In an article on CNN, Eric Kuhn reports that “Richard Cleland . . . admits there will be no new team to monitor all the blogs, and that enforcing these guidelines would be a ‘game of whack-a-mole’ given the numbers involved.” Kuhn goes on to say that, “The new guidelines are viewed as more of an educational tool than any kind of requirement, and geared at advertisers more than bloggers. If numerous complaints are filed regarding a blog, the FTC is likely to investigate that the advertiser has properly advised the blogger of these guidelines.”

In his interview with Caroline McCarthy at Cnet, Cleland said, “…in the bigger picture, we think that we have a reason to believe that if bloggers understand the circumstances under which a disclosure should be made, that they’ll be able to make the disclosure. Right now we’re trying to focus on education.”

What about the $11,000 fine for bloggers who don’t disclose payment?, TechCrunch, CNN, and several other trusted news sources were reporting early Monday that bloggers who don’t disclose payment will be fined $11,000 per violation. In fact, the updated FTC regulations (link downloads a pdf) don’t mention an $11,000 fine at all. Eric Kuhn of CNN tweeted Monday night, “I just spoke with an FTC spokeswoman. She said there is NOT a $11,000 fine for breaking the new guidelines re endorsements.” Unfortunately, none of the original articles with erroneous information have been updated to reflect that there is not currently a fine for violations.

Do I need to go back to my old posts and disclose for previous gifts or payments?

Lisa Stone, one of’s founders, gave this advice:

“Since we started this network in 2006, BlogHer’s editorial guidelines have prohibited putting advertising in editorial space on blogs. So if you’re talking about posts you’ve made on or in your blog IF it’s in the BlogHer publishing network, this question should not apply — it’s against the rules!

If you’re not in the BlogHer Network, we recommend that you update your “About” page with your blog policy about payments and review your blog for the current year and disclose any gifts or payments. For previous years, I think you can disclose on your “About” page the date on which you began your disclosure practices. We are not your lawyer, but as a a general practice we recommend that bloggers disclose any kind of payment at the top of every post written because of a payment of cash, goods, or services.”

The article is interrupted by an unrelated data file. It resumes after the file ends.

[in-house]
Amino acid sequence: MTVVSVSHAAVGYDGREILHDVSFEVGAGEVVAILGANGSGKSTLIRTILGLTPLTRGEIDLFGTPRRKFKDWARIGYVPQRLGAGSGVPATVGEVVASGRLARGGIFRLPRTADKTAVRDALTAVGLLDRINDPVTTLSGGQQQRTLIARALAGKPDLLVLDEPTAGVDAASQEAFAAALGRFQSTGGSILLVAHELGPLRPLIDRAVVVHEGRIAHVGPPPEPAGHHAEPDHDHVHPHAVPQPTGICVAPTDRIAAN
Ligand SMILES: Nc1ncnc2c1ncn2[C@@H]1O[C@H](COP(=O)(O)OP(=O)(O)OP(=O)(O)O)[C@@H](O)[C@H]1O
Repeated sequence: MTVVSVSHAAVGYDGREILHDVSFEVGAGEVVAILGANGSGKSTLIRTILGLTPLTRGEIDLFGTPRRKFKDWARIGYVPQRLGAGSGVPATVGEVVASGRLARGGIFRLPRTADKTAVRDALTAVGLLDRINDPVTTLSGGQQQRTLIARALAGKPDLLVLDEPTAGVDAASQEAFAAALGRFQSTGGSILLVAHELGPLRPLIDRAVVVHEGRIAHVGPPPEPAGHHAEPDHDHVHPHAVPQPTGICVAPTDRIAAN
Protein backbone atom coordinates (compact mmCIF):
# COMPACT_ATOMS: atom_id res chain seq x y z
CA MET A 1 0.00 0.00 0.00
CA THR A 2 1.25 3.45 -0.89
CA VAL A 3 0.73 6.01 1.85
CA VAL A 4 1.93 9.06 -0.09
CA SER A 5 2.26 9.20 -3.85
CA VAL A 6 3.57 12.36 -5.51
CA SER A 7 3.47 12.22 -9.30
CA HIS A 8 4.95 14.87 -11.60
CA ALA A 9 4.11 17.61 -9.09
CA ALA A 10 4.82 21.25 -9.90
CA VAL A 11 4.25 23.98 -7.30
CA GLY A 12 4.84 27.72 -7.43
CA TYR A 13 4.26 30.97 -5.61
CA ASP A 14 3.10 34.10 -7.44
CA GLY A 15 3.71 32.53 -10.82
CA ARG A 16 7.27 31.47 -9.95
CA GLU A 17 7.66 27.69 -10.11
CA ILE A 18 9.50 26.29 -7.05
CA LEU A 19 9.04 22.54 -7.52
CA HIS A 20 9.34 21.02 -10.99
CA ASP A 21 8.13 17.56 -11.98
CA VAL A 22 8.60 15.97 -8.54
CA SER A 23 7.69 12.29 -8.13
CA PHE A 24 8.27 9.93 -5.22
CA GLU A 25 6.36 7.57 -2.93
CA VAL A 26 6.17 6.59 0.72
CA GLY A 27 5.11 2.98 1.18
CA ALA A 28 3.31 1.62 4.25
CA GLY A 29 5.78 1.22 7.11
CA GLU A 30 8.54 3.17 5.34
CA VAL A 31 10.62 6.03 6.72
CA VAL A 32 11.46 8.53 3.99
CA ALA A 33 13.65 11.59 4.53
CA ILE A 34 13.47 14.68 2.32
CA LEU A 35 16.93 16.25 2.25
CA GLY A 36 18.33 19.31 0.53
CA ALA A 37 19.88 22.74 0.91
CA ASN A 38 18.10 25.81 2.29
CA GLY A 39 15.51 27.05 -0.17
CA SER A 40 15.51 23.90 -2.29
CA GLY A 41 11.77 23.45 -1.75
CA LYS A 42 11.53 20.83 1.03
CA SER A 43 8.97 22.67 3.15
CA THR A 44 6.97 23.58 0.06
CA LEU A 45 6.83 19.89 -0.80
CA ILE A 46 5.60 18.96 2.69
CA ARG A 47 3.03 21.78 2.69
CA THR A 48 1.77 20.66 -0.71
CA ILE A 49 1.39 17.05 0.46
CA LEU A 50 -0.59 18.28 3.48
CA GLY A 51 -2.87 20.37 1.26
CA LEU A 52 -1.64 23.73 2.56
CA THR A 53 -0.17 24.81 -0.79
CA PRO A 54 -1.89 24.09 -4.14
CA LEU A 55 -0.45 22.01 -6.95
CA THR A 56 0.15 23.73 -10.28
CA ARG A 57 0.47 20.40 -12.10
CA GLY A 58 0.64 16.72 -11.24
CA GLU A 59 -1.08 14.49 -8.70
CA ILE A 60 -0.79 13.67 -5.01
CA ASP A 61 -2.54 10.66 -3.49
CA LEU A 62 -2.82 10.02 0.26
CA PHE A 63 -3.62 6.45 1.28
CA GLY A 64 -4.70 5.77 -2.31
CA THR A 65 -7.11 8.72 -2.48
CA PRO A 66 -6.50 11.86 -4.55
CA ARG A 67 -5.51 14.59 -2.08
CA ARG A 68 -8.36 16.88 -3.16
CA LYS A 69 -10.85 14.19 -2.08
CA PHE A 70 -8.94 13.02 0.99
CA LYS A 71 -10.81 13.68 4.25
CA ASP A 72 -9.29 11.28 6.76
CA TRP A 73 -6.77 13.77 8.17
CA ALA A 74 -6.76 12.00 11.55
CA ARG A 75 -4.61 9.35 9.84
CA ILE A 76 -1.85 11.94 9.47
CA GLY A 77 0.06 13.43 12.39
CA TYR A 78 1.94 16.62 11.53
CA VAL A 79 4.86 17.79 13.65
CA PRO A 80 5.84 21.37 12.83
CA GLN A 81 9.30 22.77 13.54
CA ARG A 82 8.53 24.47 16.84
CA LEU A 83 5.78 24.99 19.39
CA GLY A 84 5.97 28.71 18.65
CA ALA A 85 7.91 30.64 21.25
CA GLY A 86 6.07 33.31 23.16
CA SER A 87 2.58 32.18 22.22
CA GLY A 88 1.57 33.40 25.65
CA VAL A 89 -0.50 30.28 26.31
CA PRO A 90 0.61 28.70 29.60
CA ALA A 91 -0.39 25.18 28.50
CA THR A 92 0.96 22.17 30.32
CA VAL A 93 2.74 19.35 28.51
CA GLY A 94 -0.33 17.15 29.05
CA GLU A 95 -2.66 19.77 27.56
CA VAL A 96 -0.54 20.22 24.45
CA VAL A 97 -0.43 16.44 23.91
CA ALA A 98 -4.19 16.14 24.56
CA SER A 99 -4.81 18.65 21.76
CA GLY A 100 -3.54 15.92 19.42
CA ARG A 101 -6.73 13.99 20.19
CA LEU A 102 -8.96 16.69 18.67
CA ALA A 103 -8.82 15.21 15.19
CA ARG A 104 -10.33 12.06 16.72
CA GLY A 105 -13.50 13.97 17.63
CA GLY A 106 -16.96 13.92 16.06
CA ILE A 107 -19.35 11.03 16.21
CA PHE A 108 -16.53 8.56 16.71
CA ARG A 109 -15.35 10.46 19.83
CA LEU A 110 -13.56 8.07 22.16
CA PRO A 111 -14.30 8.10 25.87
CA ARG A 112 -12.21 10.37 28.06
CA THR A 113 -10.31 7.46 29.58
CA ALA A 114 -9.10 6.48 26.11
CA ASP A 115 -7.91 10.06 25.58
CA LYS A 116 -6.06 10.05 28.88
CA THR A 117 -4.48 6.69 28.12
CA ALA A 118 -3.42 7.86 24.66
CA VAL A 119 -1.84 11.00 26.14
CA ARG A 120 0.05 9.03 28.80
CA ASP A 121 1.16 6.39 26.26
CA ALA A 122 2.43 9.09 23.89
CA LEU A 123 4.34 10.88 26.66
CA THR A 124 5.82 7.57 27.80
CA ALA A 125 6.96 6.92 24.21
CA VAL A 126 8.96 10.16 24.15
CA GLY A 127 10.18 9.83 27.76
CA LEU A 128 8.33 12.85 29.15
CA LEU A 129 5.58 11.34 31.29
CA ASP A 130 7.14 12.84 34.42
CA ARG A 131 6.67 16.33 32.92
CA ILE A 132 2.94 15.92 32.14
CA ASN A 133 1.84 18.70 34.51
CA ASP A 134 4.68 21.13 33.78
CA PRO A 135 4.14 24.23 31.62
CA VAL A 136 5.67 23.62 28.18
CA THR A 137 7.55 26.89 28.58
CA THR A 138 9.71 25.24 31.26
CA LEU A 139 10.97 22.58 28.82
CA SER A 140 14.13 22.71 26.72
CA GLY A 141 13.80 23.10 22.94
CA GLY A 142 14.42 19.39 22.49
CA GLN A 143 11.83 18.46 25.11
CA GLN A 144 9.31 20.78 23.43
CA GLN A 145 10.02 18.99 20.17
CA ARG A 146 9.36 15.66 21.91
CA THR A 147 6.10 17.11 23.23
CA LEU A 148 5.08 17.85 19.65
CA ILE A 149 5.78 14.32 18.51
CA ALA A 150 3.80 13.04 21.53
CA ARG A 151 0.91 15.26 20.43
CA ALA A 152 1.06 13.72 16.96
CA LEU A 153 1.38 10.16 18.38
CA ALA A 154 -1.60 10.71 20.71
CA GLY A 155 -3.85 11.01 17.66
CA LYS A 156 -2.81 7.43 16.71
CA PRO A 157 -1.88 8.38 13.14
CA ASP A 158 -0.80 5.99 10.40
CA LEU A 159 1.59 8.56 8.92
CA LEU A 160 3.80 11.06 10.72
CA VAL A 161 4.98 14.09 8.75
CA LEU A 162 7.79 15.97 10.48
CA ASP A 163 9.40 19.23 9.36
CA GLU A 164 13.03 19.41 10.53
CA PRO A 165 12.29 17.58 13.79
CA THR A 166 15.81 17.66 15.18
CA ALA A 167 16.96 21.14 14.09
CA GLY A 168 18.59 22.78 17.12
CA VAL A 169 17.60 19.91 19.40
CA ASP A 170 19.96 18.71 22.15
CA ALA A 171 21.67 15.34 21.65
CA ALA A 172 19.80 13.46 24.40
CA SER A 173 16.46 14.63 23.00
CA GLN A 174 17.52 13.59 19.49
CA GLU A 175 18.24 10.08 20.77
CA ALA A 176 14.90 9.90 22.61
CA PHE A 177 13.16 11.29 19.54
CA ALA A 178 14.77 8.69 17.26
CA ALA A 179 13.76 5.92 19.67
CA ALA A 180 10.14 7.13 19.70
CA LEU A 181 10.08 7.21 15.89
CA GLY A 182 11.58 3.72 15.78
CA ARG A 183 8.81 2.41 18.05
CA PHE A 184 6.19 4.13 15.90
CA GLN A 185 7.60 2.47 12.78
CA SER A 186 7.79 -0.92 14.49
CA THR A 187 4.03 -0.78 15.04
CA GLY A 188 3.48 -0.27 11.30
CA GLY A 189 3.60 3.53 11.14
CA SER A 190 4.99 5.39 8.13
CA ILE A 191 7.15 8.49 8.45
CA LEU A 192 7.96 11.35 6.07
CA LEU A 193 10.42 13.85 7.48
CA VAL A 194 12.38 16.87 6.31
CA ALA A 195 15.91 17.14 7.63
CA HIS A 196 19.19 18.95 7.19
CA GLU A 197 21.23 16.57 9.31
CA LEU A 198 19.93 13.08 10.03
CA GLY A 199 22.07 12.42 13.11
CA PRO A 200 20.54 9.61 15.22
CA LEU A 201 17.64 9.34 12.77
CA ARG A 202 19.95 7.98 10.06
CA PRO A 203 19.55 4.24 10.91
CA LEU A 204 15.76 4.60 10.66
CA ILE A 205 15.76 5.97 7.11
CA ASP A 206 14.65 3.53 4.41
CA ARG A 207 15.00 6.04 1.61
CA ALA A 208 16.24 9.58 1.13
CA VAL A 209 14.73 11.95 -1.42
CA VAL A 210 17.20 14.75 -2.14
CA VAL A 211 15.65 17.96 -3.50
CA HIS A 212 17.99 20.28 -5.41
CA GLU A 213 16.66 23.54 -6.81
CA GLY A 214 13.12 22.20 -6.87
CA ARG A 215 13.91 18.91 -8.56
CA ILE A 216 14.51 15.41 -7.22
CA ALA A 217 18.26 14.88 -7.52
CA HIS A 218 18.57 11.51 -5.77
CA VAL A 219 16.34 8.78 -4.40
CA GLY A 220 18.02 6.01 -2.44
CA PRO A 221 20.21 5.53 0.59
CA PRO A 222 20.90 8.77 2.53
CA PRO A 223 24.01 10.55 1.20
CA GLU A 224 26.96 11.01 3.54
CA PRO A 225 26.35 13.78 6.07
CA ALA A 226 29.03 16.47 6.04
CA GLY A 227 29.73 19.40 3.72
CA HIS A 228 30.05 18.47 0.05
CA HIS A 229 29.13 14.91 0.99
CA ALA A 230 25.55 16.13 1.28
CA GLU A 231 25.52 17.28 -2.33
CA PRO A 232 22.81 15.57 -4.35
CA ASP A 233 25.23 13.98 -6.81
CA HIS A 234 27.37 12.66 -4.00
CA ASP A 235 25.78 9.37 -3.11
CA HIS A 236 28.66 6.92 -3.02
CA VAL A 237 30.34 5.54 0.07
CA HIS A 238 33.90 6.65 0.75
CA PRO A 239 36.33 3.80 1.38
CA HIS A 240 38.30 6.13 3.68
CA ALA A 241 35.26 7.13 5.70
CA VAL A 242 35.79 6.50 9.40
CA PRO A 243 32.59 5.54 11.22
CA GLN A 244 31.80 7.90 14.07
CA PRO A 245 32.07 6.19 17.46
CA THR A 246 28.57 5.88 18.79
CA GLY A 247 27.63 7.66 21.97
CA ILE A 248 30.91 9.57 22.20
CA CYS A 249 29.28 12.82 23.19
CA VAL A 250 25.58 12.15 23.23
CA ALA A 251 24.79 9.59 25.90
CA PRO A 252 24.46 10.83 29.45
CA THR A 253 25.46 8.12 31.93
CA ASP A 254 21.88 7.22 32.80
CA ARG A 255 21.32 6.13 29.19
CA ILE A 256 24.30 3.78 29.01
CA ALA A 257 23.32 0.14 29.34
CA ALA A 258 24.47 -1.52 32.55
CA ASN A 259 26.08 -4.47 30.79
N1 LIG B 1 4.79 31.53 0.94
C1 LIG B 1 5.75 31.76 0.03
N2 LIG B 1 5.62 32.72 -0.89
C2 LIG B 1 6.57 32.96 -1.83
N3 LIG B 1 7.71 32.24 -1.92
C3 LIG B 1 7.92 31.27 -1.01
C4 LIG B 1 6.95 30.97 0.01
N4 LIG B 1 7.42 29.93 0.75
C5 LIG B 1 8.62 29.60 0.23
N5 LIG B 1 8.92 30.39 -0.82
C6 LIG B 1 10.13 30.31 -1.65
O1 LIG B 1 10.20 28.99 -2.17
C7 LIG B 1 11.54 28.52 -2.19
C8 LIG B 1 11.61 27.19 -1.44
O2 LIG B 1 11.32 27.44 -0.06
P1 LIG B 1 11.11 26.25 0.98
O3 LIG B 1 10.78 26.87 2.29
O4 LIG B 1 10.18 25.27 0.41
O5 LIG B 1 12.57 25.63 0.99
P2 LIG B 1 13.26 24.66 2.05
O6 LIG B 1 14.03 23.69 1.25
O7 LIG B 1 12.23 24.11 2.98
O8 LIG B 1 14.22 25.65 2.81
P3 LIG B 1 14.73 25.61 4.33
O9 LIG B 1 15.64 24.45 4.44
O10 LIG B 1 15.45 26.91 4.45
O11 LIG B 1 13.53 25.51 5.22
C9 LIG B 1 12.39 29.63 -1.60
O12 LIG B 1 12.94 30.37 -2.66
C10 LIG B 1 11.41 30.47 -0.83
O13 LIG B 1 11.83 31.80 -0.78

Most of us are already doing the right thing and we’re not who the FTC is after. To be sure you’re in the know, download the current FTC guidelines. Then write up a disclosure policy and post it clearly on your blog. Not sure exactly how to write your policy? can generate one for you.

This post was cross-posted at

11 thoughts on “Understanding the New FTC Guidelines: Your Questions Answered”

  1. Kelly,

    This is purely my opinion, but your disclaimer seems to cover it. If you’re at all concerned you can add a bit about which sites, specifically, you’re an affiliate for (i.e., Amazon, etc.) to make it clearer, but I’m not sure it’s necessary.

  2. Stephanie,

    I can see where that’s confusing! My understanding of that issue is that if you’re doing product reviews and receiving products on a regular basis, you need to disclose those relationships. If you are receiving one product to review every year to 18 months, that isn’t what the FTC is looking for. My opinion on the matter is to include a disclosure sentence (or have a policy in place that you can link to) any time you receive a product w/o paying for it and you mention it on your blog.

  3. At my site I have a disclaimer down in the sidebar, and it includes this statement:

    “You should also note that although many of the links out of my site are purely for informational purposes, the Kitchen Kop site does earn a small commission on many such links including those to books, products and services.”

    This is visible at every single post because it’s on my homepage. In your opinion, is this clear enough, or does it have to be right next to the affiliate link?

    Thanks for your help!

  4. Excellent post, Melanie! It is well-researched, well-thought-of, and highly informative. Thank you.

    That said, I’m still confused about one thing. In the beginning of the post, you write: “Relationships with advertisers include any compensation received in exchange for a review–including receiving a free product.”